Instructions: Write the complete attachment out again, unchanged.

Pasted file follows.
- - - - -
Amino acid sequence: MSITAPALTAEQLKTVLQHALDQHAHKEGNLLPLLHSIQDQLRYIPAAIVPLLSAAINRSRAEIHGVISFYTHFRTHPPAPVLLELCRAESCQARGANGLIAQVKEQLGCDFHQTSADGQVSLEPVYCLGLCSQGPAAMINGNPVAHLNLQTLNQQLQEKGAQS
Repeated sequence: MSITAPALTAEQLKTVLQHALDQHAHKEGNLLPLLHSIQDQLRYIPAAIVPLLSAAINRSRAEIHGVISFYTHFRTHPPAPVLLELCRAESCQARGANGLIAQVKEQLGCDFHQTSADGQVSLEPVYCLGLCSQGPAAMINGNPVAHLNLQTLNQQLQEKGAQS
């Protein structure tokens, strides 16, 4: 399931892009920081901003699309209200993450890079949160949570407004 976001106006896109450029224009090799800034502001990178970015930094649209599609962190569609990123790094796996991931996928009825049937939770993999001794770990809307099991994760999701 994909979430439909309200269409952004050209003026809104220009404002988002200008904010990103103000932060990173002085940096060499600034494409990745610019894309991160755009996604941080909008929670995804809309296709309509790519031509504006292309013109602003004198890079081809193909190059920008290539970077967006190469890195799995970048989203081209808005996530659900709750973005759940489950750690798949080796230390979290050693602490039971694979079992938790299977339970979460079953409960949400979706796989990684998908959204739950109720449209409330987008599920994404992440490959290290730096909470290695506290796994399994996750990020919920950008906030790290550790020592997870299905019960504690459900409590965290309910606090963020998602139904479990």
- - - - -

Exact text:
Amino acid sequence: MSITAPALTAEQLKTVLQHALDQHAHKEGNLLPLLHSIQDQLRYIPAAIVPLLSAAINRSRAEIHGVISFYTHFRTHPPAPVLLELCRAESCQARGANGLIAQVKEQLGCDFHQTSADGQVSLEPVYCLGLCSQGPAAMINGNPVAHLNLQTLNQQLQEKGAQS
Repeated sequence: MSITAPALTAEQLKTVLQHALDQHAHKEGNLLPLLHSIQDQLRYIPAAIVPLLSAAINRSRAEIHGVISFYTHFRTHPPAPVLLELCRAESCQARGANGLIAQVKEQLGCDFHQTSADGQVSLEPVYCLGLCSQGPAAMINGNPVAHLNLQTLNQQLQEKGAQS
């Protein structure tokens, strides 16, 4: 399931892009920081901003699309209200993450890079949160949570407004 976001106006896109450029224009090799800034502001990178970015930094649209599609962190569609990123790094796996991931996928009825049937939770993999001794770990809307099991994760999701 994909979430439909309200269409952004050209003026809104220009404002988002200008904010990103103000932060990173002085940096060499600034494409990745610019894309991160755009996604941080909008929670995804809309296709309509790519031509504006292309013109602003004198890079081809193909190059920008290539970077967006190469890195799995970048989203081209808005996530659900709750973005759940489950750690798949080796230390979290050693602490039971694979079992938790299977339970979460079953409960949400979706796989990684998908959204739950109720449209409330987008599920994404992440490959290290730096909470290695506290796994399994996750990020919920950008906030790290550790020592997870299905019960504690459900409590965290309910606090963020998602139904479990």